Flight physicians were almost unanimous in expressing forebodings about the effect of weightlessness on man's physical and mental performance. Some feared that the body organs depended on sustained gravity and would not function if deprived of the customary gravitational force. Others worried over the combined effects of acceleration, weightlessness, and the heavy deceleration during atmospheric entry. Still other experts were concerned especially about perception and equilibrium. For example, Heinz Haber and Otto Gauer, another émigré German physician who joined the Air Force aeromedical program, noted that the brain receives signals on the position, direction, and support of the body from four mechanisms - pressure on the nerves and organs, muscle tone, posture, and the labyrinth of the inner ear. They theorized that these four mechanisms might give conflicting signals in the weightless state and that such disturbances "may deeply affect the autonomic nervous functions and ultimately produce a very severe sensation of succumbence associated with an absolute incapacity to act."10
The basic difficulty retarding the study of weightlessness was the impossibility of duplicating the exact condition on Earth. The X-15, considered by many in the mid-fifties to be the penultimate step to manned orbital flight, progressed slowly and would fly too late to shed much light on the problem of zero g for Project Mercury. By the fall of 1958, however, when the newly formed National  Aeronautics and Space Administration undertook to orbit a manned satellite, American aeromedical researchers had been studying the gravity-free condition intensively for some eight years.
The best but most expensive device for zero-g experimentation was the sounding rocket. For several years, beginning with the V-2 firings from White Sands, parachutes for nose cones containing rocket-launched animals invariably failed to open and the subjects were killed on impact. The first successful recovery came in September 1951, when an instrumented monkey and 11 mice survived an Aerobee launch to 236,000 feet from Holloman Air Force Base, New Mexico. The last of three Aerobee shots at Holloman, in May 1952, like the previous experiments, carried a camera on board to photograph two mice and two monkeys under acceleration, weightlessness, and deceleration. An Air Force aeromedical team, headed by James P. Henry, a physician who later would direct the Mercury animal program, and young Captain David G. Simons, found no adverse effects on the animals.11
For the next six years the priority military ballistic missile program almost monopolized rocket development in the United States. Medical experimentation employing live test subjects launched to high altitudes by rockets came to a virtual standstill. By contrast, during the same period from 1952 to 1957, researchers in the Soviet Union carried out numerous animal rocket flights, with dogs of the Pavlovian sort being their favorite passengers. By late 1957, when the Soviets sent the dog Laika into orbit aboard Sputnik II, the peak altitude of their vertical launches of animals was nearly 300 miles, and the Russian scientists had perfected a technique for catapulting animals from nose cones and recovering them with parachutes. Apparently the Russians also were able to measure a wider range of physiological reactions than their American counterparts.12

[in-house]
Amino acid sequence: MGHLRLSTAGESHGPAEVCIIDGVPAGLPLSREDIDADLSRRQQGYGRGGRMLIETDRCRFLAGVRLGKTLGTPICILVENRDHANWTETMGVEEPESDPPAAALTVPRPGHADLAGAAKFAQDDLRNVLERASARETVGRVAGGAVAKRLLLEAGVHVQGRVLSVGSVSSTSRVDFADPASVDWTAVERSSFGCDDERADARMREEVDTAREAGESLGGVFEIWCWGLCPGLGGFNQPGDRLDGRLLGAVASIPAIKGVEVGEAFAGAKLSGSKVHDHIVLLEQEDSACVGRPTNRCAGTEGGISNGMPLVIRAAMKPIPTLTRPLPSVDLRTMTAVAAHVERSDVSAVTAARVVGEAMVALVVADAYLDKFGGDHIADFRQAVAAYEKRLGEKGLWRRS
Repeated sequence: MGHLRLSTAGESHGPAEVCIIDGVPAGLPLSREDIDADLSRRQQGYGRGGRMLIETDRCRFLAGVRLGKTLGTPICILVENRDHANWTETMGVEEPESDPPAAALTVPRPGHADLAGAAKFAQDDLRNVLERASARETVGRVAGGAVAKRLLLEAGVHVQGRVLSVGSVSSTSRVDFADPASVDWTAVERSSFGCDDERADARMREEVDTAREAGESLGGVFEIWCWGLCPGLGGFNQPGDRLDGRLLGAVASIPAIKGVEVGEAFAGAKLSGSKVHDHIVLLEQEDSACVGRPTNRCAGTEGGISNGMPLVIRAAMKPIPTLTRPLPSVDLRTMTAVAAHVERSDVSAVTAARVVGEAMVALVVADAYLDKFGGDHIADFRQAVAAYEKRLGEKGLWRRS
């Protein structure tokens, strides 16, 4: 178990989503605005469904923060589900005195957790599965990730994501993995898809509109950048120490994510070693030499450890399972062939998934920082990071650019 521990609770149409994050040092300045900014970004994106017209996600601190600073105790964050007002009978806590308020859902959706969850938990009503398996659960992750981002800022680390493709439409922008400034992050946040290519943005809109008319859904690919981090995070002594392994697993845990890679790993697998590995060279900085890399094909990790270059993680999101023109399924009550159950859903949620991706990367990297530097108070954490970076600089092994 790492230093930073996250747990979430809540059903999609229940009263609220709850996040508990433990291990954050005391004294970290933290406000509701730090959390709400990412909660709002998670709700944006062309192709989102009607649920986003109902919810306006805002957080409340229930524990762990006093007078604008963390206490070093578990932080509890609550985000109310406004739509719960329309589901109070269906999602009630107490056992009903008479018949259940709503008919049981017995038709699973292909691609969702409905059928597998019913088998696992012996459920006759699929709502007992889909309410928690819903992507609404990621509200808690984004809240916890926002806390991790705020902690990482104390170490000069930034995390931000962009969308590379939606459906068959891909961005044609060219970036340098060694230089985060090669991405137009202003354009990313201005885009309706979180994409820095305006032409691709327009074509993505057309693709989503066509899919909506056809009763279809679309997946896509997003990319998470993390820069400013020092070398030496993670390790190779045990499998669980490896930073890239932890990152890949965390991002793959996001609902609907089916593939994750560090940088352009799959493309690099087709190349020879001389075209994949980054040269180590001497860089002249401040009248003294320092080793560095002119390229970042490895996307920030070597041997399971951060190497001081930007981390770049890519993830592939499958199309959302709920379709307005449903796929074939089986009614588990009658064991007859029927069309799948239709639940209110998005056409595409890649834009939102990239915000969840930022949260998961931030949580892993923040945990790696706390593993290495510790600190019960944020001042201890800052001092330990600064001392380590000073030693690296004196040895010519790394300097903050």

During the six-year hiatus in animal rocket experimentation in this country, investigators had to resort to the aircraft, "the oldest aeromedical laboratory," for studying the weightless phenomenon.13 In 1950, Fritz and Heinz Haber, of the Air Force School of Aviation Medicine, had considered various ways of simulating zero g for medical experiments. Discarding the free fall and the elevator ride, the Habers concluded that the best technique involved an airplane flight along a vertical parabola, or "Keplerian trajectory." If properly executed, such a maneuver could provide as much as 35 seconds of zero g and a somewhat longer period of subgravity, a condition wherein the body is under only partial gravitational stress.14 During the summer and fall of 1951 test pilots A. Scott Crossfield of NACA and Charles E. Yeager of the Air Force tried out the technique, flying a number of Keplerian trajectories in jet interceptors. Up to 20 seconds of weightlessness resulted from some of these flights. Crossfield reported initial "befuddlement" during zero g but no serious loss of muscle coordination, while Yeager described a sensation of falling and in one instance of spinning and feeling "lost in space." The latter sensation the physicians and psychologists called "disorientation."15